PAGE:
She loved being a bedside nurse, but it wasn’t for her.
The author asks nurse educators to help students think of research in a way that applies to them and to be open to considering a nursing position that is not directly at the bedside.
The future of nursing lies in research. Evidence-based practice grounded in nurse-led research will lead us to the most efficient and effective ways to care for patients.
These ideas were preached to me—in those or similar words—more times than I could count during my undergraduate nursing career. However, when most nursing students are asked about pursuing a career in nurse-led research, they show little or no desire to do so. In fact, many nursing schools rarely expose students to avenues of nursing that are not centered on direct patient care, and only rarely are students taught to develop a “spirit of inquiry” about why we do the things we do or how to improve processes.
Of all registered nurses in the world today, only one-tenth of 1% are PhD prepared. Nursing as a profession has called for more practitioners with advanced degrees, but we aren’t seeing the numbers increase in the magnitude that the future of healthcare will need. As a recent BSN graduate and newly registered nurse, I found myself in a unique situation. Although only 21 years old, I was interested in pursuing a PhD in nursing research.
Our profession offers a multitude of career options, yet undergraduate students are often taught that the traditional route—direct patient care—is best. We obviously need nurses who work at the bedside. They represent the vast majority of us, and without them we would cease to exist as a profession.
I loved being a bedside nurse. In fact, it was my motivation for becoming a nurse. I enjoyed working one-on-one with patients on the inpatient unit. I eventually discovered, however, that I do not need to be a bedside nurse in a hospital to have a successful and rewarding nursing career. It’s not the right path for all new nurses, and, as I found out, it was not the one for me.
Upon graduation, I received several “typical” job offers to work in great hospitals on high acuity units. However, those options did not seem to fit with the future in healthcare I had in mind. So, I turned them down and moved to Haiti to see firsthand what healthcare looked like in that country. I had always had a passion for helping achieve sustainable healthcare in underserved countries but had never had real direction on how to pursue it as a profession.
In Haiti, I continued to improve my nursing skills, but more than that, the experience afforded me a unique way to look at problems and focus on upstream conditions that led to the care I was delivering. After 2 ½ months of volunteering in Haiti, I felt stronger as a healthcare provider, and the direction I wanted to take as a nurse had become more clear.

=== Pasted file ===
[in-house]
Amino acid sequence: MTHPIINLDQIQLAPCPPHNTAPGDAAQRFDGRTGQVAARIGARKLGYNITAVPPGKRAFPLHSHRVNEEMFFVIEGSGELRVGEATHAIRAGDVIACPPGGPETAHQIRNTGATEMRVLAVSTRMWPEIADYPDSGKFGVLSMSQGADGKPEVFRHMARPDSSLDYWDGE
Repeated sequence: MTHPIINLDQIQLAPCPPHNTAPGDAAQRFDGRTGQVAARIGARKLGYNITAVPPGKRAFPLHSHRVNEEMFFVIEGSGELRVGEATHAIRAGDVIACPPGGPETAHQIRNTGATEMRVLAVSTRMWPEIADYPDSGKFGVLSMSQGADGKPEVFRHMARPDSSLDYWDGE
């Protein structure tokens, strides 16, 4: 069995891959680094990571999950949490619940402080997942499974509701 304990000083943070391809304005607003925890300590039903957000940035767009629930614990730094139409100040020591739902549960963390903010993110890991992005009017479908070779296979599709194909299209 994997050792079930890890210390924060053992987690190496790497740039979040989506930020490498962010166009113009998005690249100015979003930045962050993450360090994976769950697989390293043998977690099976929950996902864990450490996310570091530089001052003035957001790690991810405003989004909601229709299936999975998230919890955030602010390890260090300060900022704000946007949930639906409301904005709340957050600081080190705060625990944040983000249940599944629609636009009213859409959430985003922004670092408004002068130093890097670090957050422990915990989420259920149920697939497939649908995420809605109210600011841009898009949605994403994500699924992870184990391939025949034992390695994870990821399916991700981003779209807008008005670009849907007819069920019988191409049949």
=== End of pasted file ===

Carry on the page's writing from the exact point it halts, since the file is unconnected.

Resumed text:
Had it not been for faculty members and mentors who, together with my incredible family, supported this somewhat atypical path, it would have taken me far longer to articulate my desire to become a nurse researcher. If these people had not encouraged me to consider obtaining a PhD, affirmed my desires, or convinced me that I need not follow the nursing path others expected of me, I would never be where I am today, applying for graduate school and moving toward a career as a researcher and educator.
“You young nurses are the future. We need you to be the next generation of educators.” Experienced nurses have said something along those lines to most novice nurses. However, when I tell people that I don’t plan to work in a hospital and hope to one day have my PhD, they usually respond with something like, “Oh, so you’re not going to use your degree?” or “So you don’t want to be a nurse anymore?”
For my generation of nurses to become the innovative and professional nurses of the future we’ve been asked to be, we must break the mold of what constitutes typical entry into nursing practice. We must encourage students to pursue answers to the burning healthcare questions of our day, follow their passions, and educate them to lobby for change and healthcare transformation. I implore nurse educators to help students think of research in a way that applies to them and their specific interests—to be open to considering a nursing position that is not directly at the bedside.
When I decided not to continue as a bedside nurse, I was terrified. I did not know a single nurse my age who had done anything like this. I felt like a lesser nurse, and people constantly telling me I was not using my degree did not help. If I had not received incredible support to pursue this path from faculty members at the University of Kentucky, I never would have had the courage to do it, and the nursing profession would be short one more doctorally prepared nurse (assuming I’m accepted to begin graduate school in August 2020).
So, whether you’re a nurse educator, a bedside nurse, or a nurse in another capacity, encourage students and mentees to think beyond direct patient care for their initial career. They just might end up being among those who change the system.
And finally, yes, I am a nurse and incredibly proud of what I do. RNL
Kylie Dougherty, BSN, RN, is currently working as an assistant researcher at The Ohio State University (OSU) College of Nursing in Columbus, Ohio, USA. Beginning in January 2020, she will spend about 4 ½ months in Honduras, where she will work as a nurse and help run a research project for an organization while continuing her employment with OSU.